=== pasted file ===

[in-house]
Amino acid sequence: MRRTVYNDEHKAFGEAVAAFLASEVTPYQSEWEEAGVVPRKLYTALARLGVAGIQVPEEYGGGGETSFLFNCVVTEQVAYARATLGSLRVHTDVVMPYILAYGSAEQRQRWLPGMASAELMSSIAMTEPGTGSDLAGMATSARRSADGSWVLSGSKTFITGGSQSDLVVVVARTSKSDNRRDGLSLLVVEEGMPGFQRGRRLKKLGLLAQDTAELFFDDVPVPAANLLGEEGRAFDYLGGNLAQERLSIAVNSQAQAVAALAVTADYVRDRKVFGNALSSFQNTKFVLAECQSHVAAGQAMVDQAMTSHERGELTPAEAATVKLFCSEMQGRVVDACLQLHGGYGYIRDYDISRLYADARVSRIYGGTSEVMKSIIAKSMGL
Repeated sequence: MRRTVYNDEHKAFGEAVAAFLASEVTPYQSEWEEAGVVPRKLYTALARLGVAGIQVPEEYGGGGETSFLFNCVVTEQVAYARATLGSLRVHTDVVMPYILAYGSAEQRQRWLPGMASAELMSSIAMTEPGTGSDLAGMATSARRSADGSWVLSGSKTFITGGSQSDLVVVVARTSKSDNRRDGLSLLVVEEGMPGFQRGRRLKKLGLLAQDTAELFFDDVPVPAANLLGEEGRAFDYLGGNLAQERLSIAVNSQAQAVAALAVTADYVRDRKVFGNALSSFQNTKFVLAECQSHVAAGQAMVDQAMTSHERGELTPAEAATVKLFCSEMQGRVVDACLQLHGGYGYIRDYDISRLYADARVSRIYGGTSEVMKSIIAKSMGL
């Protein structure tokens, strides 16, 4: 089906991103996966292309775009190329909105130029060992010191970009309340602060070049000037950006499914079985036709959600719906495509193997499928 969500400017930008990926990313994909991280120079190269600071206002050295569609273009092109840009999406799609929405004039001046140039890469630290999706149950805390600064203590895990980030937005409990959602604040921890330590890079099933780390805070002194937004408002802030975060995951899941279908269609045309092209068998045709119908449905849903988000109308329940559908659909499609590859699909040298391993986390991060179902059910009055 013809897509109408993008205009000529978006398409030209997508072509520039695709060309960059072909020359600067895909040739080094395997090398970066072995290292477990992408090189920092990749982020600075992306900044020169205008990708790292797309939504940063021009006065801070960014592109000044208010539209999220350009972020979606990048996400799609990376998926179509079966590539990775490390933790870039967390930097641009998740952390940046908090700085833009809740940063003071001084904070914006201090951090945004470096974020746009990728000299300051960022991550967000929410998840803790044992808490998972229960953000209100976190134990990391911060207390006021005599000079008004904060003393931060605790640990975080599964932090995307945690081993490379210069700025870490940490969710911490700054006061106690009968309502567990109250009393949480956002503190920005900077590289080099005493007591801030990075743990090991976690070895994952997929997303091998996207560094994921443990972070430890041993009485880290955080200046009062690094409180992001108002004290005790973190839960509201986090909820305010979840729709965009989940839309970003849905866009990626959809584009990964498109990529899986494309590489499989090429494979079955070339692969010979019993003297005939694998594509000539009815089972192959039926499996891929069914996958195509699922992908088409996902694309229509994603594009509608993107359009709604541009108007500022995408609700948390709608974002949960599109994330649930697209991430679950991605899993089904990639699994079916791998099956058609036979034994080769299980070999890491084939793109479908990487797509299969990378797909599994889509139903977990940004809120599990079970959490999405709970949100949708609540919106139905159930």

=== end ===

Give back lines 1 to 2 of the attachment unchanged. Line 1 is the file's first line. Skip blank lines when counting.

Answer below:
[in-house]
Amino acid sequence: MRRTVYNDEHKAFGEAVAAFLASEVTPYQSEWEEAGVVPRKLYTALARLGVAGIQVPEEYGGGGETSFLFNCVVTEQVAYARATLGSLRVHTDVVMPYILAYGSAEQRQRWLPGMASAELMSSIAMTEPGTGSDLAGMATSARRSADGSWVLSGSKTFITGGSQSDLVVVVARTSKSDNRRDGLSLLVVEEGMPGFQRGRRLKKLGLLAQDTAELFFDDVPVPAANLLGEEGRAFDYLGGNLAQERLSIAVNSQAQAVAALAVTADYVRDRKVFGNALSSFQNTKFVLAECQSHVAAGQAMVDQAMTSHERGELTPAEAATVKLFCSEMQGRVVDACLQLHGGYGYIRDYDISRLYADARVSRIYGGTSEVMKSIIAKSMGL